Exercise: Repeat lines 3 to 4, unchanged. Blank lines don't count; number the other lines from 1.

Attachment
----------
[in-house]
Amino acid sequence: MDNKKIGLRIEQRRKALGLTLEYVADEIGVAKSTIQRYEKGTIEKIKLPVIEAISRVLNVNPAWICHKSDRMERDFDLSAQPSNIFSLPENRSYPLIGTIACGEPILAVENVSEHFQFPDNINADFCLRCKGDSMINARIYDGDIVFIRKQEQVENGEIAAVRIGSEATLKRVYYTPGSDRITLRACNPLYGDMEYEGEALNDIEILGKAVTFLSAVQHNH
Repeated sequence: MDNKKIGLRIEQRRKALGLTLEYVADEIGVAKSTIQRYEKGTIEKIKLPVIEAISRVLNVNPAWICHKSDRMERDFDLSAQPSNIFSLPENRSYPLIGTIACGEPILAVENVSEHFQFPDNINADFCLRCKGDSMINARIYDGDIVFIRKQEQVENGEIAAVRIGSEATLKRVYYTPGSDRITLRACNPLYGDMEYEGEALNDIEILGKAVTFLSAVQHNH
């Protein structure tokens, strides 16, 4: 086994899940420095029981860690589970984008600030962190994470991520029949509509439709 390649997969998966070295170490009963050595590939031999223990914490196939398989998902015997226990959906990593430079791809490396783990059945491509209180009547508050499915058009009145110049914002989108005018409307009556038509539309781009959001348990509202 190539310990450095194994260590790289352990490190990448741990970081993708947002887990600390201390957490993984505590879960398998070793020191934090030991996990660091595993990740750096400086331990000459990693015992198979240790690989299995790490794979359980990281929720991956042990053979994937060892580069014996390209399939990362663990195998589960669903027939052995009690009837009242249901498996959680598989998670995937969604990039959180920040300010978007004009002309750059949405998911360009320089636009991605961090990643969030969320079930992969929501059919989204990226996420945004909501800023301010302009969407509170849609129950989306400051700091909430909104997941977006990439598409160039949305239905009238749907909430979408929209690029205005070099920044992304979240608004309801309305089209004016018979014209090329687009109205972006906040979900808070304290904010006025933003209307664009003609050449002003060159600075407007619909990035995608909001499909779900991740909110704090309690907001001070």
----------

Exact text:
Repeated sequence: MDNKKIGLRIEQRRKALGLTLEYVADEIGVAKSTIQRYEKGTIEKIKLPVIEAISRVLNVNPAWICHKSDRMERDFDLSAQPSNIFSLPENRSYPLIGTIACGEPILAVENVSEHFQFPDNINADFCLRCKGDSMINARIYDGDIVFIRKQEQVENGEIAAVRIGSEATLKRVYYTPGSDRITLRACNPLYGDMEYEGEALNDIEILGKAVTFLSAVQHNH
């Protein structure tokens, strides 16, 4: 086994899940420095029981860690589970984008600030962190994470991520029949509509439709 390649997969998966070295170490009963050595590939031999223990914490196939398989998902015997226990959906990593430079791809490396783990059945491509209180009547508050499915058009009145110049914002989108005018409307009556038509539309781009959001348990509202 190539310990450095194994260590790289352990490190990448741990970081993708947002887990600390201390957490993984505590879960398998070793020191934090030991996990660091595993990740750096400086331990000459990693015992198979240790690989299995790490794979359980990281929720991956042990053979994937060892580069014996390209399939990362663990195998589960669903027939052995009690009837009242249901498996959680598989998670995937969604990039959180920040300010978007004009002309750059949405998911360009320089636009991605961090990643969030969320079930992969929501059919989204990226996420945004909501800023301010302009969407509170849609129950989306400051700091909430909104997941977006990439598409160039949305239905009238749907909430979408929209690029205005070099920044992304979240608004309801309305089209004016018979014209090329687009109205972006906040979900808070304290904010006025933003209307664009003609050449002003060159600075407007619909990035995608909001499909779900991740909110704090309690907001001070």